Not Pretty Days

I do acknowledge that it was one of those days, or certainly one of those times, when I had reached my wit’s end. The occasion was heightened by Bella, our aging and arthritic boxer (mix) who decided to burst into urinary full flood right on our hardwood floors…for reasons that will forever remain a canine mystery. Naturally, whether propelled by Sod’s law or Murphy’s law (precisely the same cosmic legislation), I was attempting to rush out the door to my weekly adult education class.

And let me point out that Old Guys Going Back To School has proven to be a joyous endeavor. I make every effort to be on time. And the last-minute toweling of the oak boards wasn’t going to stop me. But Bella, the dog, was. She wandered outside to sun herself in the dim rays of December. I begged, then insisted, next ordered…her inside. She eyed me blankly. I attempted to herd her with my wheelchair. She all but laughed. After one wheelchair feint she retreated to her doggy bed on our terrace. Noting that one of my tires had rolled on to her mattress, Bella finally ceded ground and trotted indoors. I rushed down our hill to the local subway station.

Until I came to a complete and total stop just outside Canyon Market, the final 300 m stretch to the station, where a man stood berating the Wells Fargo cash machine. Interestingly, the machine replied. He seemed to be interrogating the unseen technician servicing, and doubtless replenishing, the device. Which, needless to say, was at least briefly out of action. And these days briefly is too long.

I don’t like to admit the general post-election atmosphere in this country. But nerves are frayed. People are afraid. It is everywhere, including here by the Wells Fargo ATM. With the actual machine extended to the street during its repairs and this large man yelling…there was no room for a wheelchair. All manner of “excuse mes” had no effect. A passerby finally tapped the man on the shoulder. I squeezed by. He was still yelling, words to the effect of how the technician was a lazy bastard. Way to go, guy. Let’s yell at a low-level Wells Fargo worker instead of one of its tainted bosses…who played an infamous role in the 2008 crash. It wasn’t pretty. But then much isn’t these days.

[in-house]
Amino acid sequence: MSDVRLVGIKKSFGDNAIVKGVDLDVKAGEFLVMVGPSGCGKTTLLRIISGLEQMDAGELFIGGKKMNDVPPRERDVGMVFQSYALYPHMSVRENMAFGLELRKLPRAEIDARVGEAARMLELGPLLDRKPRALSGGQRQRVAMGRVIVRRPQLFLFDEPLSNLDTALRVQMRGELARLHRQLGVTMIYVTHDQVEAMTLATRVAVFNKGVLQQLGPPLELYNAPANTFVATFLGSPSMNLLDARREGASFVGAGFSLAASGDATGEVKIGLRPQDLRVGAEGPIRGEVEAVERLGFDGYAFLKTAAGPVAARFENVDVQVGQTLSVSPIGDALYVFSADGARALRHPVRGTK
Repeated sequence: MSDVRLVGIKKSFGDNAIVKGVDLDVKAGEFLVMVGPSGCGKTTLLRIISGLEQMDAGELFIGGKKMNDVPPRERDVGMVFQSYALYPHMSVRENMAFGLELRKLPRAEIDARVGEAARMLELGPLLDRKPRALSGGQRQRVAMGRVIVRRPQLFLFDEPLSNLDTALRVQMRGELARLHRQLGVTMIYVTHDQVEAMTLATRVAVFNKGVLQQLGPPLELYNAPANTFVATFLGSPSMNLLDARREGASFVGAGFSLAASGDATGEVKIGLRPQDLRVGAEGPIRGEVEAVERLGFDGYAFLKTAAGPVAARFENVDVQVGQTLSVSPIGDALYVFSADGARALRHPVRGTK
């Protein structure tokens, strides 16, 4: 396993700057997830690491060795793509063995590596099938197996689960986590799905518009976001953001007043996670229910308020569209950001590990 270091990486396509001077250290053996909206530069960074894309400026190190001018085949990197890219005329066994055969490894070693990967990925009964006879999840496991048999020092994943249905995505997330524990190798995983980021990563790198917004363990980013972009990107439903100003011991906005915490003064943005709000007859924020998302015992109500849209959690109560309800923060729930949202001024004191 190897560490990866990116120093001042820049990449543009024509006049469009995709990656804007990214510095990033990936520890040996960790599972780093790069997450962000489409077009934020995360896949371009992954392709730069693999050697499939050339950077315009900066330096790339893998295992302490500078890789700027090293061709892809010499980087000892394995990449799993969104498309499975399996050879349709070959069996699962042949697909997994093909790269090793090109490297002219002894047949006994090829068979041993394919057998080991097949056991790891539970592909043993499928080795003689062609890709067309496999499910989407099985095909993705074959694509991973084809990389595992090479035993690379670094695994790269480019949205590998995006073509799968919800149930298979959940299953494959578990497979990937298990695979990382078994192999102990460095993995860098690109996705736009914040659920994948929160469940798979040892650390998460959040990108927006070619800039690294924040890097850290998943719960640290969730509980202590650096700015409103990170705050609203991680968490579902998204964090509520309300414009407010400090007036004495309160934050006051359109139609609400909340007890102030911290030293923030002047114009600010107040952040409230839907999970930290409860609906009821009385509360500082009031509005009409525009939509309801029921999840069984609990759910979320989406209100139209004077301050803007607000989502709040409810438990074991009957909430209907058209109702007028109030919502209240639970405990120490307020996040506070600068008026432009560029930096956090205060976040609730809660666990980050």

I always pause outside the station agent’s glass box to read the news-style digital crawl proclaiming the day’s nonfunctioning elevators. Oddly, on a human level it’s all about customer service. An agent invariably sees me staring and emerges to ask what’s up. I mean, it’s all personal and solicitous…and I feel downright churlish for getting annoyed at the utter uselessness of this attention. Because, thing is, on this particular day Embarcadero Station has no operating lift…rendering the most office-intensive and employment-intensive center of San Francisco…all high-rises and financial giants in their tower blocks…well, totally inaccessible to anyone in a wheelchair. Whatever. Powell Station is okay. I go down and board the first train.

It’s a short train, only four carriages. And since it’s only two in the afternoon, travel should be light. But, no, the thing is packed. After all, in this gig economy, people work all hours…as long as the total number of hours don’t oblige employers to provide medical care. Not that this is currently my concern. In fact the ride is uneventful until near the end. Someone is screaming and yelling. I can tell that someone is black by the accent. And why there should be a black accent in this country is a damn good question. But keep people penned in and they pick up in each other’s speech. Especially when there’s not much to pick up at school. Thus, much of America 2016.

“You don’t even know me,” the woman keeps yelling. Actually, yelling and crying. Clearly there’s a fight underway. From my wheelchair I can’t see her or the other combatant. But at the Powell Street I do yell through the driver’s window that combat is underway. Another passenger reports the same thing. The source and nature of the altercation remain unclear as I roll for the elevator. But the impact remains. I am shaken and heartsick. The current political climate is bringing out the worst in many people. Perhaps the best will come.

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